Miguel Cabrera reports to Tigers camp, apologizes
Miguel Cabrera finally made his belated arrival at spring training Thursday, one week after the story of his much-publicized arrest made headlines, and was so contrite, he apologized in two languages.
In his first public appearance since his arrest in late in the evening of Feb. 16, Cabrera met with members of the Detroit Tigers organization, then spoke to the media for nearly 30 minutes.
“First of all, I want to apologize to everybody. I want to apologize to my teammates, to my fans, to my family, to the Detroit Tigers, to the team,” the superstar said in English, before switching to his native language because of the gravity of the moment. “This is very important to me, that’s why I want to speak Spanish, because I don’t want to make any mistakes with my language.”
Tigers assistant general manager Al Avila acted as his translator for the rest of the news conference. Regardless of the language in use, there were still topics that got a “no comment,” including the reasons behind the still-sketchy incident, as well as concrete details of the outpatient treatment recommended by doctors brought in by Major League Baseball and the MLB Players Association.
Cabrera, who was arrested on one count of suspicion of driving under the influence and two counts of resisting arrest without violence in Fort Pierce, Fla., roughly halfway between his Boca Raton home, and the Tigers’ facility in Lakeland, was on his way to spring training.
The vehicle he was driving, a 2005 Land Rover, hadn’t been driven in three or four months, and broke down at the side of the road.
Saying he “had no desire to drive right now,” Cabrera apologized to the officers who were later required to restrain him before arresting him, thanking them for the handling of the situation, and said that when the justice system takes its course, he believed “at the end, things will be cleared up.”
He also did not feel banning alcohol in the clubhouse or on team flights would be “appropriate,” and that “everybody should be responsible for their own actions, and he’s taking responsibility for his,” Avila translated.
“I just want to say that I’m very sorry for what I’ve done. I want to apologize to all my teammates, my owner, my family, my friends and everybody that I let down. I’ve worked very hard for a period of time in overcoming this, and I just want to get back and play, and have everybody forgive me. I ask for forgiveness,” Cabrera said.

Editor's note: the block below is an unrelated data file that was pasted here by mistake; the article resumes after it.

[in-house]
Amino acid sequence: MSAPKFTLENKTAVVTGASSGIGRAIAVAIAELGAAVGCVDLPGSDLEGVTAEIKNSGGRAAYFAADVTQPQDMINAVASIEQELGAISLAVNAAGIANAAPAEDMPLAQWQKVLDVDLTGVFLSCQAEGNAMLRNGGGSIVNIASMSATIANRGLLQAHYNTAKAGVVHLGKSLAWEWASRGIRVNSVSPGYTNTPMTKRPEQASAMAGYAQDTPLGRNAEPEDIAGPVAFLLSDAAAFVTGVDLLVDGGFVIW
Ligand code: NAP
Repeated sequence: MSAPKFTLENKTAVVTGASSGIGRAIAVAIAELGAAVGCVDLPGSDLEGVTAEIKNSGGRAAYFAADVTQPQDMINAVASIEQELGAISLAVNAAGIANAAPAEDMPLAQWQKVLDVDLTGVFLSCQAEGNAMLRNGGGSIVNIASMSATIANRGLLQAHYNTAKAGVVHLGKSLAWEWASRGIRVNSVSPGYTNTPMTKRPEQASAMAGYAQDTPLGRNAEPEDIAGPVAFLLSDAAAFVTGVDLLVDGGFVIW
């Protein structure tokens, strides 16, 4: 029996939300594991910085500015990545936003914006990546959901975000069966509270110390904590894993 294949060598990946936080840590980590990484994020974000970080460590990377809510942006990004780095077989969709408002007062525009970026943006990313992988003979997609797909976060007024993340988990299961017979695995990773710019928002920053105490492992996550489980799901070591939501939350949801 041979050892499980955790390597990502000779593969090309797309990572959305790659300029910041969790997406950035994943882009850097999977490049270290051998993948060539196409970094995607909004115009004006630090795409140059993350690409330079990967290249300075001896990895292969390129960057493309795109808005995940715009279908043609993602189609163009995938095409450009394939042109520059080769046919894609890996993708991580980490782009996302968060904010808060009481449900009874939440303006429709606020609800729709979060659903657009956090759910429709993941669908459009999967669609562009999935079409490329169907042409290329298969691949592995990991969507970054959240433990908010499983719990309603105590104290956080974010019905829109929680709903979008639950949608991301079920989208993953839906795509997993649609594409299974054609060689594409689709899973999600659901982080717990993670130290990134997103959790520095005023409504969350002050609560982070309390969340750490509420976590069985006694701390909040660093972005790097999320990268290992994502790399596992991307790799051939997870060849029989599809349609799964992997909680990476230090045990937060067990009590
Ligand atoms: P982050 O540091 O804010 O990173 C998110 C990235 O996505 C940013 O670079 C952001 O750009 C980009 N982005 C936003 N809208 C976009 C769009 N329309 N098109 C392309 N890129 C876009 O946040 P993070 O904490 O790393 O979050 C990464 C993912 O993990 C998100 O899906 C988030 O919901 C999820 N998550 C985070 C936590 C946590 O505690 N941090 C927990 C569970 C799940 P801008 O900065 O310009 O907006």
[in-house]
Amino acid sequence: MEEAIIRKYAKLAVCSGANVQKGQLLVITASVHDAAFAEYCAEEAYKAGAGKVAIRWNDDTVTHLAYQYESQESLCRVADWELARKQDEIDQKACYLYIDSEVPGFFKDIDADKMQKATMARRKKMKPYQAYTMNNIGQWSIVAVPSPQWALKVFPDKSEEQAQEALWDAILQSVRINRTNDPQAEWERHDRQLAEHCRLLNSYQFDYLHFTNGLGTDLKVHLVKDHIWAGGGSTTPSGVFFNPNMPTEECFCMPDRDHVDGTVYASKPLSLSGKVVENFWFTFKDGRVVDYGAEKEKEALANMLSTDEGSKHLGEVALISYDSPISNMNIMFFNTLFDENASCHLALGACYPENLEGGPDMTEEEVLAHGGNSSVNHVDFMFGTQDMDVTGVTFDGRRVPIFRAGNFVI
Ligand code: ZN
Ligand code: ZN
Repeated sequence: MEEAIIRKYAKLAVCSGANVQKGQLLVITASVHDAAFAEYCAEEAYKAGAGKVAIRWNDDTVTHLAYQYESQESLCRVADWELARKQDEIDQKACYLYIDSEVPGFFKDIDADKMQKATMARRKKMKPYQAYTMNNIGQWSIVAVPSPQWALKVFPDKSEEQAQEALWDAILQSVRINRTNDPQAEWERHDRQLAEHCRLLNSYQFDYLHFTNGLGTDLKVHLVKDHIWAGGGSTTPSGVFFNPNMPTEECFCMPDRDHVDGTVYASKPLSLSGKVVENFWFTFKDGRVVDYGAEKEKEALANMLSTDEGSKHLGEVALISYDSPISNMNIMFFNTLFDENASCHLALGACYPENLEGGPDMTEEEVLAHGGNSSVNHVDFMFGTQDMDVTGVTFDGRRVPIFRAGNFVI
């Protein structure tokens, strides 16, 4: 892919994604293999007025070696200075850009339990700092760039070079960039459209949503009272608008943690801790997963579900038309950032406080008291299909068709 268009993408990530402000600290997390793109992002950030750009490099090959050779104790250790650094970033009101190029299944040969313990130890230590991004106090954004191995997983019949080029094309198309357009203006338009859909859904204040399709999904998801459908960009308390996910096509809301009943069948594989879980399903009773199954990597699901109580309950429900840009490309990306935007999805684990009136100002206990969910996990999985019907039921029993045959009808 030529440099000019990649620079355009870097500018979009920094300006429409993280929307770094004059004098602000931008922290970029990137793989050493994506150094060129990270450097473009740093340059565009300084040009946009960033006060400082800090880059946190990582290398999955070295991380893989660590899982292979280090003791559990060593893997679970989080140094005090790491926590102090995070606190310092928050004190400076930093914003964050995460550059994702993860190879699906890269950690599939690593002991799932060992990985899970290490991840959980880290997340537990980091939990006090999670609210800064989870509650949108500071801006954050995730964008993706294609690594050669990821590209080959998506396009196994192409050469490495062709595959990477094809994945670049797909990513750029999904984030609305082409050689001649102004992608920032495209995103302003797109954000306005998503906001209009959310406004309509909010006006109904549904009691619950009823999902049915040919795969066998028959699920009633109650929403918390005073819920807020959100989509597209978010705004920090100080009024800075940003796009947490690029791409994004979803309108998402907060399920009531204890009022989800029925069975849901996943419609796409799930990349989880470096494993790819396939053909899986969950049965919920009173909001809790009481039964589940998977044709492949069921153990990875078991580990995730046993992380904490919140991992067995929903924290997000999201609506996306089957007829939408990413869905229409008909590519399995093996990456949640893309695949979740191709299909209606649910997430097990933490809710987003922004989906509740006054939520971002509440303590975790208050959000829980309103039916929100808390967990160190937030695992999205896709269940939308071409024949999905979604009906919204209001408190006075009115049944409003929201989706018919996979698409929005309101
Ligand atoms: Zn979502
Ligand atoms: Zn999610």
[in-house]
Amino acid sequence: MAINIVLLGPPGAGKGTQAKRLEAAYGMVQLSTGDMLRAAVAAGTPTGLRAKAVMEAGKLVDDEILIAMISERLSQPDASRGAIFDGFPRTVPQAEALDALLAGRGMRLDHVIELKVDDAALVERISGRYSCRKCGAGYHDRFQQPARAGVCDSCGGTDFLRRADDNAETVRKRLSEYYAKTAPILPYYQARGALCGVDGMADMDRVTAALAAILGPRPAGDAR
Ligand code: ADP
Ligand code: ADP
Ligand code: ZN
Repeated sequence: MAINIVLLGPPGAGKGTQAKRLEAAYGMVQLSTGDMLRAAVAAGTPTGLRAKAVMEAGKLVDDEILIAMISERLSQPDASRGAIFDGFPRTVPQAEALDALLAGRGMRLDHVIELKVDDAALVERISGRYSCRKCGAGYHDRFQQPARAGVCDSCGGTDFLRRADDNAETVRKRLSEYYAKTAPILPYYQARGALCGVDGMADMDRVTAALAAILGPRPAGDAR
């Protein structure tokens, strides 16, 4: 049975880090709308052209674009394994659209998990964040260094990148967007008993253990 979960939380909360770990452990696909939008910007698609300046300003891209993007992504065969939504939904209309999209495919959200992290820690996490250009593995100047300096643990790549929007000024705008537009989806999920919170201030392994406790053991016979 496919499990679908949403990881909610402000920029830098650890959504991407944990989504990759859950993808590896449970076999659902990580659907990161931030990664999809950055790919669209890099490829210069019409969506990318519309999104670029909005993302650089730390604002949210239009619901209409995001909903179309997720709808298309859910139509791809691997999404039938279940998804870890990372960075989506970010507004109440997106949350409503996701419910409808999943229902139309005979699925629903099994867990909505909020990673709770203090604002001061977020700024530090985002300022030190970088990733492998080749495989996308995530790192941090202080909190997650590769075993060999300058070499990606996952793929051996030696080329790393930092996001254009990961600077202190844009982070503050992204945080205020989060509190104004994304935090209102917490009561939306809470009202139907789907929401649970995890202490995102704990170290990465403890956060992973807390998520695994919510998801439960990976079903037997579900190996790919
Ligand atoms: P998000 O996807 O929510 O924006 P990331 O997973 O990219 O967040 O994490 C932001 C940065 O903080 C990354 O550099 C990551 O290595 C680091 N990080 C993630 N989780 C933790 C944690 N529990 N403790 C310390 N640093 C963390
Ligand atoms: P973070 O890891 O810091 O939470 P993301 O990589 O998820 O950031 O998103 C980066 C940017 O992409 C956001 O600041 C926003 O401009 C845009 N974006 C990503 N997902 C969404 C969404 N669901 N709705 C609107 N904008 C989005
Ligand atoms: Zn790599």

“I also want to regain my reputation. I will work hard to regain that respect and my reputation.”
Some of that work will have to be with his teammates, who voiced their unconditional support for Cabrera in his absence, but had to deal with the aftermath of what he termed “one bad decision.”
Cleared to begin working out with the team as early as today (Friday), Cabrera said he did not plan to hold a group meeting to speak with his teammates, but preferred to meet with them individually, so he could apologize “face-to-face.”
Tigers general manager Dave Dombrowski said Cabrera had been cleared to play, and the choice to do so would be manager Jim Leyland’s.
Cabrera will be able to stay with the Tigers while going through the treatment program, and Dombrowski said they were actively helping Cabrera look for someone to stay with him at all times as a sort of chaperone, much like the one who accompanies Josh Hamilton of the Texas Rangers.
“Any time a problem manifests itself, it probably would have manifested itself at some point, so we’re better off that this was approached at this time,” said Dombrowski, admitting that the incident has the potential to be life-changing moment for Cabrera.
“I think so ... and I hope so. I mean, he’s really — it’s a shame when you have problems ... and there are a lot of good things that come along when you have his ability, but you’re also under the spotlight. And I think it’s a situation where he’s a quality person he has a good heart, he’s very supportive of his teammates, he’s great with kids, he loves his family. And so there’s so many good things, of course when there’s something like this happens it’s under the spotlight. ... It’s a situation where, hopefully we can put these type of things behind him, and all those other things will shine forward.”
Dombrowski also expects Tigers fans to be very forgiving of their star.
“I hope that they see how sincere he is, and that he acknowledges that he has a problem, and that he’s committed to fixing it, making it work. And I hope that they have an open mind to that,” the GM said.
Matthew B. Mowery covers the Tigers for The Oakland Press. E-mail him at firstname.lastname@example.org and follow him on Twitter @matthewbmowery.
Below is the audio from Thursday's news conference (courtesy Tigers media relations):
(Warning: It's long)
Miguel Cabrera reports to camp, apologizes by MMowery23